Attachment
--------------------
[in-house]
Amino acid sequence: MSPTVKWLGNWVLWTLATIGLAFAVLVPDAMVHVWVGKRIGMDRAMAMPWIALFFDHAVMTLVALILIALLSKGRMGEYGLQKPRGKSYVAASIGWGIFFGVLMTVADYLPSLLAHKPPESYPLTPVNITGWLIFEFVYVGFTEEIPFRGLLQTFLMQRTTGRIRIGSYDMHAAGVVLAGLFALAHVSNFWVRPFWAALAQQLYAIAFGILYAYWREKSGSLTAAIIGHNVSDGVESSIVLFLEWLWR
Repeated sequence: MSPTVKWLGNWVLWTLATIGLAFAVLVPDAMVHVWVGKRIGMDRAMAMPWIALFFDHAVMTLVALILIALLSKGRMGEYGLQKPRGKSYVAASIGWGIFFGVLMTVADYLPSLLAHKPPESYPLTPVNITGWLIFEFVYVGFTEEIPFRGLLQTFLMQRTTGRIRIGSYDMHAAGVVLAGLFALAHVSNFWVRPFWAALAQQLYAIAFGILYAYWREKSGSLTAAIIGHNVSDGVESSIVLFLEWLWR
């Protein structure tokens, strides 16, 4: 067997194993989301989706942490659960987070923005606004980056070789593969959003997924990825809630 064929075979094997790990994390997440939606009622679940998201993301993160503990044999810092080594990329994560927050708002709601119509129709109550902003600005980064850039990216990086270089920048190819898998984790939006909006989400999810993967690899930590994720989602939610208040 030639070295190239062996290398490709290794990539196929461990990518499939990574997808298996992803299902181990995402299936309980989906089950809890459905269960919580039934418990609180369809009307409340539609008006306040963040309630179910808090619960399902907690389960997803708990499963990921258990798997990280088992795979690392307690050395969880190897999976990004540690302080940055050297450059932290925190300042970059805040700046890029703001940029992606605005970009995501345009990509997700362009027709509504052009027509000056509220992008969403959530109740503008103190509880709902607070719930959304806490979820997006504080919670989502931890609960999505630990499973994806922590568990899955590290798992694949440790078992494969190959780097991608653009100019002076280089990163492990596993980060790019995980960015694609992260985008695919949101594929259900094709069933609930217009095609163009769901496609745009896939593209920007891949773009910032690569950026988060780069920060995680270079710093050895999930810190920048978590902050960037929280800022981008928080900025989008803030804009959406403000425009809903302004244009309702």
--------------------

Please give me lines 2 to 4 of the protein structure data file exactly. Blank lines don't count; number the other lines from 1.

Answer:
Amino acid sequence: MSPTVKWLGNWVLWTLATIGLAFAVLVPDAMVHVWVGKRIGMDRAMAMPWIALFFDHAVMTLVALILIALLSKGRMGEYGLQKPRGKSYVAASIGWGIFFGVLMTVADYLPSLLAHKPPESYPLTPVNITGWLIFEFVYVGFTEEIPFRGLLQTFLMQRTTGRIRIGSYDMHAAGVVLAGLFALAHVSNFWVRPFWAALAQQLYAIAFGILYAYWREKSGSLTAAIIGHNVSDGVESSIVLFLEWLWR
Repeated sequence: MSPTVKWLGNWVLWTLATIGLAFAVLVPDAMVHVWVGKRIGMDRAMAMPWIALFFDHAVMTLVALILIALLSKGRMGEYGLQKPRGKSYVAASIGWGIFFGVLMTVADYLPSLLAHKPPESYPLTPVNITGWLIFEFVYVGFTEEIPFRGLLQTFLMQRTTGRIRIGSYDMHAAGVVLAGLFALAHVSNFWVRPFWAALAQQLYAIAFGILYAYWREKSGSLTAAIIGHNVSDGVESSIVLFLEWLWR
């Protein structure tokens, strides 16, 4: 067997194993989301989706942490659960987070923005606004980056070789593969959003997924990825809630 064929075979094997790990994390997440939606009622679940998201993301993160503990044999810092080594990329994560927050708002709601119509129709109550902003600005980064850039990216990086270089920048190819898998984790939006909006989400999810993967690899930590994720989602939610208040 030639070295190239062996290398490709290794990539196929461990990518499939990574997808298996992803299902181990995402299936309980989906089950809890459905269960919580039934418990609180369809009307409340539609008006306040963040309630179910808090619960399902907690389960997803708990499963990921258990798997990280088992795979690392307690050395969880190897999976990004540690302080940055050297450059932290925190300042970059805040700046890029703001940029992606605005970009995501345009990509997700362009027709509504052009027509000056509220992008969403959530109740503008103190509880709902607070719930959304806490979820997006504080919670989502931890609960999505630990499973994806922590568990899955590290798992694949440790078992494969190959780097991608653009100019002076280089990163492990596993980060790019995980960015694609992260985008695919949101594929259900094709069933609930217009095609163009769901496609745009896939593209920007891949773009910032690569950026988060780069920060995680270079710093050895999930810190920048978590902050960037929280800022981008928080900025989008803030804009959406403000425009809903302004244009309702």